EV.CENTER has pioneered a unique way of scoring Electric Cars based on six basic performance metrics: Speed, Acceleration, Battery Power, Energy Efficiency, Range and Charge Speed, displayed as a six-axis Radar Chart, with the overall score in the center. This makes it very quick and easy to assess the performance rating of each vehicle.
Each of these 6 metrics are given a score from 1 to 17 (100 percent divided by 6 metrics equals roughly 17) based on the industry averages across the whole range of cars on this site that have the ‘Available’ status (This ensures that all electric cars; past, present and future, are judged based on the current range of models only). Each of the 6 scores are then added together to create an overall score.
The Radar Chart will often show exceptionally high scores in concept and upcoming cars, as newer cars tend to raise the bar in terms of performance via future technological breakthroughs. Since future vehicle data is not included in the industry averages equations due to most being theoretical values, it wouldnt be fair to judge all current cars against such performance values.
The overall scores of concept cars can often exceed 100 percent. This shows that the car will exceed current industry standards, setting a new ‘best in class’ performance rating. This makes such game-changing performances easy to spot. Once a concept car becomes available in the market and its data is verified, it is added into the industry averages equations, whereby its score is automatically adjusted and it will then be impossible for that car to exceed 100, as it becomes the ‘new high standard’. A consequence of this is that all the other car’s scores will drop slightly to factor in the new standard. Therefore, what might have high scores today, will likely score much lower in future, as technology progresses. This is why the scores we show are always relative to the current industry averages.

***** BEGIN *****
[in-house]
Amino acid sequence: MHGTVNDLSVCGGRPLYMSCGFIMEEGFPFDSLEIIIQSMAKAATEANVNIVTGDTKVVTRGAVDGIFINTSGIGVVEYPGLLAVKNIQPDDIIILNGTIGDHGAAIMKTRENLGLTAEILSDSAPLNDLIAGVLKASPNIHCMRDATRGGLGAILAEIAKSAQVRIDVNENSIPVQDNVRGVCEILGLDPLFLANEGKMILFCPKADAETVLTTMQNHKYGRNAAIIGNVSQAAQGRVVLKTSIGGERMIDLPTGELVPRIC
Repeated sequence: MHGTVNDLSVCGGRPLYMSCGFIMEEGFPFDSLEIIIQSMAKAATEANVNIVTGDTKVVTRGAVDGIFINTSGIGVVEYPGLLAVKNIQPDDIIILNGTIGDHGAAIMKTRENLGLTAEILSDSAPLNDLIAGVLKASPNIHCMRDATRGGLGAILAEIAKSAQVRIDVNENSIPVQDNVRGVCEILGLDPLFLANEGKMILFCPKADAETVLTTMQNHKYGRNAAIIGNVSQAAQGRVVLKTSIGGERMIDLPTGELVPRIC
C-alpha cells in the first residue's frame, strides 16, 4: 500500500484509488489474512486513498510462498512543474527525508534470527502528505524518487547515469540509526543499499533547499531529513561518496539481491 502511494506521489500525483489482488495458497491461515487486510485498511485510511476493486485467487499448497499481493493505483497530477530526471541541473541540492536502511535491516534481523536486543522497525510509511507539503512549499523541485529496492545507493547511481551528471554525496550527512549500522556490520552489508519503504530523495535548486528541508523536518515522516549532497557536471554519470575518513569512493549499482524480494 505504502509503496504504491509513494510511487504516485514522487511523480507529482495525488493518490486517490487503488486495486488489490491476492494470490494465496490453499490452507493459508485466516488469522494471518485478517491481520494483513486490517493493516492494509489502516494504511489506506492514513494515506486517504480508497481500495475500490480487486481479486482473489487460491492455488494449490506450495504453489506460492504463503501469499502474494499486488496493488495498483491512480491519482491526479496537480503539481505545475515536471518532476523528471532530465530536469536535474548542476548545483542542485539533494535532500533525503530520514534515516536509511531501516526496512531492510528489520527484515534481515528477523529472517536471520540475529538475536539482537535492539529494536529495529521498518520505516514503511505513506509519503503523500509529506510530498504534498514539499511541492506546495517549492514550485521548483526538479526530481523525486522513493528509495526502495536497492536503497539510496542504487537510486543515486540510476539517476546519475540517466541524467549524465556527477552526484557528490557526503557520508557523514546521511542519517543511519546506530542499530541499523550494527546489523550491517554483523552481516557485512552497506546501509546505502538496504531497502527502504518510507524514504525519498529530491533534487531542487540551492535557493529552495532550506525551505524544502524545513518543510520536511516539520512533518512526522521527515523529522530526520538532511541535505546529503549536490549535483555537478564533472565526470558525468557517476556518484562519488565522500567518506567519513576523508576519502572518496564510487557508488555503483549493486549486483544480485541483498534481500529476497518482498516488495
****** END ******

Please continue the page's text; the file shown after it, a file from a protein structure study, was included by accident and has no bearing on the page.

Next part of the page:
Whilst the overall score is good for assessing the basic performance of a particular vehicle, it does not (at least not yet!) factor in other important metrics, such as cargo capacity, safety rating, number of seats, luxuries, ride quality, size, mod cons, etc. As we gather more data, we may provide a more comprehensive scoring system in the near future, but for now, we have decided to use the six basic metrics. Therefore, please bare in mind that the scores should be taken with a pinch of salt, and that vehicles that are built for specific things such as high cargo capacity, luxury or compact size will often be scored very low, as their basic performance will fall below the industry average, but that doesnt necessarily mean that they are bad vehicles.
It is worth mentioning that we intentionally left the vehicle’s price out of the scoring equation, as that is something that can fluctuate regularly, has no bearing on the performance of the vehicle and is something that can be filtered separately if desired. Use the price slider on the category page to find cars that suit your budget, and then apply other filters and/or sort by score, etc.